Please forgive this outburst. It’s simply astonishing that a man in his fourth year as our president continues to be the object of the most extraordinary paranoid fantasies … And now that the economy is improving, short-circuiting easy criticisms, Obama’s adversaries are reheating all the old tropes and cliches and slanders.
….. As for Obama as a socialist, ponder two numbers: 13,005, which the Dow Jones average hit this week, up from a low point of 6,547 in March 2009. Some socialist.
We are blessed with the freedom to say whatever we want about our president. But those who cast Obama as something other than one of us don’t understand him and don’t understand what it means to be American.
USA Today: Republicans were quick to rebuke the Obama administration after a third clean-energy company to receive taxpayer dollars, Ener1, filed for bankruptcy protection earlier this week.
But absent from their critique of Ener1 — which was awarded a $118.5 million grant from the Department of Energy in 2009 to expand an Indianapolis manufacturing plant — has been any mention that the electric battery manufacturer was also championed by one of the GOP’s rising stars, Gov. Mitch Daniels.
Ta-Nehisi Coates (The Atlantic): All parties agree that Ron Paul is not, personally, racist and that he didn’t write the (newsletters) passages …. As I’ve said before, we all must make our calculus in supporting a candidate or even claiming he is “good” for the debate. But it must be an honest calculus.
If you believe that a character who would conspire to profit off of white supremacy, anti-gay bigotry, and anti-Semitism is the best vehicle for convincing the country to end the drug war, to end our romance with interventionism, to encourage serious scrutiny of state violence, at every level, then you should be honest enough to defend that proposition.
What you should not do is claim that Ron Paul “legislated” for Martin Luther King Day, or claim to have intricate knowledge of Ron Paul’s heart, and thus by the harsh accumulation of evidence, be made to look ridiculous.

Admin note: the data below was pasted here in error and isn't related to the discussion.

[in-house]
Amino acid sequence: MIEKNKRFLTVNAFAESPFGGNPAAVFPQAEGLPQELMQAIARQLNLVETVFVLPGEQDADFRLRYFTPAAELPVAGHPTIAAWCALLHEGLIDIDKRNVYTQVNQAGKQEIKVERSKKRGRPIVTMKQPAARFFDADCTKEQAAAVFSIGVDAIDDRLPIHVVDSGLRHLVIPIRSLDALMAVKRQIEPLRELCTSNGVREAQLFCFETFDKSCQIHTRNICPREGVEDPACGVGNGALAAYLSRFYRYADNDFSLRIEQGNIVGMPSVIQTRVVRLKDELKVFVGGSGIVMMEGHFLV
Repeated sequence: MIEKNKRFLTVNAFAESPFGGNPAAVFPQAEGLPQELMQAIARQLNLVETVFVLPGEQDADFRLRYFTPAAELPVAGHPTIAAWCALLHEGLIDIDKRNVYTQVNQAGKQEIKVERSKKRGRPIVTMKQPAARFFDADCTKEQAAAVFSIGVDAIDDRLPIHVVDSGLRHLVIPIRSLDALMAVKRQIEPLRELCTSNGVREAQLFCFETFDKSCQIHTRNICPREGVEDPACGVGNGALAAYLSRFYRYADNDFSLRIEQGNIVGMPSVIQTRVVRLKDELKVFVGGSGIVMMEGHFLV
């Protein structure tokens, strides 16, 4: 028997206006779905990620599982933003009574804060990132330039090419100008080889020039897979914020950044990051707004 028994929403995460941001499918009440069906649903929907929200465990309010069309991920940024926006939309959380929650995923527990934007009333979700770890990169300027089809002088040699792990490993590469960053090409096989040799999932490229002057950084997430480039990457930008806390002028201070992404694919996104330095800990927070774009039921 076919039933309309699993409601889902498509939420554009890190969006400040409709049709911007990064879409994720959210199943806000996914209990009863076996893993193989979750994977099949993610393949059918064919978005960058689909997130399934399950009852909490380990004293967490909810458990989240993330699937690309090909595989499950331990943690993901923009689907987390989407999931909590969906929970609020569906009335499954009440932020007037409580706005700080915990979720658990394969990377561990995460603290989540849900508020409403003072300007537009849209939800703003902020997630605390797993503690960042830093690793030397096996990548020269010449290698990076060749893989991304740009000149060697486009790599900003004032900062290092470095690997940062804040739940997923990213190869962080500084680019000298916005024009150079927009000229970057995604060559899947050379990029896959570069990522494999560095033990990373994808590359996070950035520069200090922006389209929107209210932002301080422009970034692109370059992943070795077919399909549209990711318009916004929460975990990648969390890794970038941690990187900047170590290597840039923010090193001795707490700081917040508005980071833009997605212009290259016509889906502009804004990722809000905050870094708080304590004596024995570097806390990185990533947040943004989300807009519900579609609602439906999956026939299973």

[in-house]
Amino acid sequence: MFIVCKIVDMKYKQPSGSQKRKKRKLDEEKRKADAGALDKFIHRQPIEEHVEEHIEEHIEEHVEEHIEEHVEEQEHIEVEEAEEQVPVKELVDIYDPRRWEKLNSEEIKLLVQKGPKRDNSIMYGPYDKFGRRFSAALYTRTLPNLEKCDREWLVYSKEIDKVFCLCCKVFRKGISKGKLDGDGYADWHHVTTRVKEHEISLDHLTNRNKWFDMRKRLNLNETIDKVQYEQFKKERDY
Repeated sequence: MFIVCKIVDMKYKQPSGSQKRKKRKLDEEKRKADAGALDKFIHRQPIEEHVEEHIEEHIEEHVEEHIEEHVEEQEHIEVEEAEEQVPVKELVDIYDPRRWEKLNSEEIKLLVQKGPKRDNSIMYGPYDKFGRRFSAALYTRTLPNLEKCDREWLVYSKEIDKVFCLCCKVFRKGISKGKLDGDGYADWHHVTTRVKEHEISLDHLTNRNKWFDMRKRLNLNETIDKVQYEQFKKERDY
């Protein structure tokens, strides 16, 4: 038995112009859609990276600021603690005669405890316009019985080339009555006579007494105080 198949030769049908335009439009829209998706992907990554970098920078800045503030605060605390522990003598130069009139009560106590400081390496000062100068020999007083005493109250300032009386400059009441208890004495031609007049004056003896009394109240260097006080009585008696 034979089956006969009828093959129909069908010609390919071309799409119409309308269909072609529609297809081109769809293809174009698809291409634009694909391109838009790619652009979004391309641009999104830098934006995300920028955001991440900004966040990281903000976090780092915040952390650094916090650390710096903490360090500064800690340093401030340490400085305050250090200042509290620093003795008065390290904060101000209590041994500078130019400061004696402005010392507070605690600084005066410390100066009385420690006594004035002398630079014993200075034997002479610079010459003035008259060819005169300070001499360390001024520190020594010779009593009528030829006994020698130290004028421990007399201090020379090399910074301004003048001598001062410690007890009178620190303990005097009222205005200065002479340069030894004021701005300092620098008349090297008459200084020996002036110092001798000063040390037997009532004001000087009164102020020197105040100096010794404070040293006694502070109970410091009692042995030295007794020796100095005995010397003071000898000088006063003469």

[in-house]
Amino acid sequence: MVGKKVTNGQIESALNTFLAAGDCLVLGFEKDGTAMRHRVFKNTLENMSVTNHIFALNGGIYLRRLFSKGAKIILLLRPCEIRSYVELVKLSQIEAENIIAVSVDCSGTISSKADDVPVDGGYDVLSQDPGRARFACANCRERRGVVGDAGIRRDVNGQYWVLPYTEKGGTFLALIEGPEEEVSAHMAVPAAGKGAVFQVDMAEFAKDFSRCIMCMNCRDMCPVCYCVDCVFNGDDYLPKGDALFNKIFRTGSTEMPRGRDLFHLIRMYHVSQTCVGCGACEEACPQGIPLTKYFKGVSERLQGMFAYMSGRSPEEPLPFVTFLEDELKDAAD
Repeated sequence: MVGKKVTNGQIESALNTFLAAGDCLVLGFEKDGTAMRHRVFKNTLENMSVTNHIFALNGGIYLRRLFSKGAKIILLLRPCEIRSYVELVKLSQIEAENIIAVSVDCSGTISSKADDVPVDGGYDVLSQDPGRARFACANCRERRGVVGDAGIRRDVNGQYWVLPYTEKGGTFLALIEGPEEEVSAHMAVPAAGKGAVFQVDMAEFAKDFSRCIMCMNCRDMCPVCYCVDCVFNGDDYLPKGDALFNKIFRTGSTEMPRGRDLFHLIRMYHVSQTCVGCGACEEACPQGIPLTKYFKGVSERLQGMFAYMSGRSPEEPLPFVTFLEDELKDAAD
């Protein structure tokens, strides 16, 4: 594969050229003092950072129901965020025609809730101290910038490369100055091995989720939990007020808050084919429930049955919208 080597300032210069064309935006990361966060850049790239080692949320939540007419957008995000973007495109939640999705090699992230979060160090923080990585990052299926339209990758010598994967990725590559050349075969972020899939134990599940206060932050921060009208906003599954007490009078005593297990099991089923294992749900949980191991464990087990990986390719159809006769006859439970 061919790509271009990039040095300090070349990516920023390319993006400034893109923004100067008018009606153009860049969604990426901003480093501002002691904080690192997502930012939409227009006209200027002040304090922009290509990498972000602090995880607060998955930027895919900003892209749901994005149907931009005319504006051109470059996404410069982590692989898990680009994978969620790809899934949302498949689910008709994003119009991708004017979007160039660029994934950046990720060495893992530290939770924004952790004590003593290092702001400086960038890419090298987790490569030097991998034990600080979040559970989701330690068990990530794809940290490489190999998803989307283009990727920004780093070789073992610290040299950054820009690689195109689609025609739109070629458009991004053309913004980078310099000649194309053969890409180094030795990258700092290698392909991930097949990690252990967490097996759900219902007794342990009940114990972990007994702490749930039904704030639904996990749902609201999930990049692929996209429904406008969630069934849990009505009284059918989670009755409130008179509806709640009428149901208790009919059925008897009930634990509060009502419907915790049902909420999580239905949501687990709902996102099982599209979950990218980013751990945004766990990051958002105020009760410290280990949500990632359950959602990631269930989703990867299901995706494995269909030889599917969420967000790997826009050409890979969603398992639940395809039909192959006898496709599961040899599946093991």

Megan Carpentier (The Guardian): If you told a liberal in 2008 that progressives ought to give Ron Paul a chance because he was the most anti-war candidate on the ballot, you would have been laughed out of the room … But in 2012, some prominent (and white, male) progressives are arguing exactly that. What’s changed? Not Ron Paul, that’s for certain.
…. to the women, minorities and LGBT people (and their supporters) who have paid attention to Paul’s record, it comes as little surprise that his most vociferous supporters on the left are pale and male … and their arguments stale.
…. Nonetheless, there have been calls by progressives, most notably Glenn Greenwald, to ignore all of that and more, and focus instead on Obama’s policy failings …. no policy priorities are more imperative than those – certainly not abortion, immigration rights, LGBT equality, racial justice or any other aspect of the US’s extensive foreign policy. (Greenwald, who is gay, was in the relatively privileged position of being able to travel to Brazil to circumvent Doma.)…
…. (their) lives won’t be directly affected by all those pesky social conservative policies Paul would seek to enact as president, either due to their race, class, gender or sexual orientation…..